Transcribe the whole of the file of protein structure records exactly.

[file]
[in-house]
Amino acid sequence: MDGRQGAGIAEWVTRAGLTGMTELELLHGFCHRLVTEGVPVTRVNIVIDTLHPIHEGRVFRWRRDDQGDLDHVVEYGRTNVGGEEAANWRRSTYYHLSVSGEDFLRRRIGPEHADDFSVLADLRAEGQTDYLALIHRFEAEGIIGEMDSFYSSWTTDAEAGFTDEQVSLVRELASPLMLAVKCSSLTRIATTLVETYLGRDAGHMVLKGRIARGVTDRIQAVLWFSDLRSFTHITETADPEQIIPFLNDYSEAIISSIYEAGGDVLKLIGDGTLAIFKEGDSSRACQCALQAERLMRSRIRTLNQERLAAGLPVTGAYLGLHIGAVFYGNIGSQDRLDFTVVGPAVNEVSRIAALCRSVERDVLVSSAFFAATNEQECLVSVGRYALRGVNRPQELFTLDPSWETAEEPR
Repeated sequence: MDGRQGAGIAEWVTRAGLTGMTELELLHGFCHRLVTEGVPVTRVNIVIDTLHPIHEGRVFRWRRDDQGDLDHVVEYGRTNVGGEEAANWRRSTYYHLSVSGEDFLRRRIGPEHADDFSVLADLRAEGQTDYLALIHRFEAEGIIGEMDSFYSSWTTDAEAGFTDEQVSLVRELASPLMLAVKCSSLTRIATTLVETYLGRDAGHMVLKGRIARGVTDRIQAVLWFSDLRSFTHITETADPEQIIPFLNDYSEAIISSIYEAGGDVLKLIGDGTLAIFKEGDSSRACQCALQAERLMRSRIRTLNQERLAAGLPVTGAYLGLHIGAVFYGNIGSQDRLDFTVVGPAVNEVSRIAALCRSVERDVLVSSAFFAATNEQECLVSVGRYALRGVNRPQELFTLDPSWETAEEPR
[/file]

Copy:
[in-house]
Amino acid sequence: MDGRQGAGIAEWVTRAGLTGMTELELLHGFCHRLVTEGVPVTRVNIVIDTLHPIHEGRVFRWRRDDQGDLDHVVEYGRTNVGGEEAANWRRSTYYHLSVSGEDFLRRRIGPEHADDFSVLADLRAEGQTDYLALIHRFEAEGIIGEMDSFYSSWTTDAEAGFTDEQVSLVRELASPLMLAVKCSSLTRIATTLVETYLGRDAGHMVLKGRIARGVTDRIQAVLWFSDLRSFTHITETADPEQIIPFLNDYSEAIISSIYEAGGDVLKLIGDGTLAIFKEGDSSRACQCALQAERLMRSRIRTLNQERLAAGLPVTGAYLGLHIGAVFYGNIGSQDRLDFTVVGPAVNEVSRIAALCRSVERDVLVSSAFFAATNEQECLVSVGRYALRGVNRPQELFTLDPSWETAEEPR
Repeated sequence: MDGRQGAGIAEWVTRAGLTGMTELELLHGFCHRLVTEGVPVTRVNIVIDTLHPIHEGRVFRWRRDDQGDLDHVVEYGRTNVGGEEAANWRRSTYYHLSVSGEDFLRRRIGPEHADDFSVLADLRAEGQTDYLALIHRFEAEGIIGEMDSFYSSWTTDAEAGFTDEQVSLVRELASPLMLAVKCSSLTRIATTLVETYLGRDAGHMVLKGRIARGVTDRIQAVLWFSDLRSFTHITETADPEQIIPFLNDYSEAIISSIYEAGGDVLKLIGDGTLAIFKEGDSSRACQCALQAERLMRSRIRTLNQERLAAGLPVTGAYLGLHIGAVFYGNIGSQDRLDFTVVGPAVNEVSRIAALCRSVERDVLVSSAFFAATNEQECLVSVGRYALRGVNRPQELFTLDPSWETAEEPR